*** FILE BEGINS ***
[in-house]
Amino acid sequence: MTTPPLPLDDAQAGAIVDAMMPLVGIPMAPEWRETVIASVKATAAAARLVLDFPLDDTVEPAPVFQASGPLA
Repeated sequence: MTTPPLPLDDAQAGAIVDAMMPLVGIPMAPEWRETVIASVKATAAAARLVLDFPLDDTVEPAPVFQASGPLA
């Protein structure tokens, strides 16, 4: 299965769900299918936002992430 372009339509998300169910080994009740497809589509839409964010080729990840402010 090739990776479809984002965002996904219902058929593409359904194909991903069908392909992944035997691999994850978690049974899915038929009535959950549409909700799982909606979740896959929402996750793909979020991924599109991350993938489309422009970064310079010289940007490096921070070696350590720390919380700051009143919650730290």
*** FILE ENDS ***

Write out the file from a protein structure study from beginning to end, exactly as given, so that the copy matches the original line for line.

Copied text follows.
[in-house]
Amino acid sequence: MTTPPLPLDDAQAGAIVDAMMPLVGIPMAPEWRETVIASVKATAAAARLVLDFPLDDTVEPAPVFQASGPLA
Repeated sequence: MTTPPLPLDDAQAGAIVDAMMPLVGIPMAPEWRETVIASVKATAAAARLVLDFPLDDTVEPAPVFQASGPLA
């Protein structure tokens, strides 16, 4: 299965769900299918936002992430 372009339509998300169910080994009740497809589509839409964010080729990840402010 090739990776479809984002965002996904219902058929593409359904194909991903069908392909992944035997691999994850978690049974899915038929009535959950549409909700799982909606979740896959929402996750793909979020991924599109991350993938489309422009970064310079010289940007490096921070070696350590720390919380700051009143919650730290």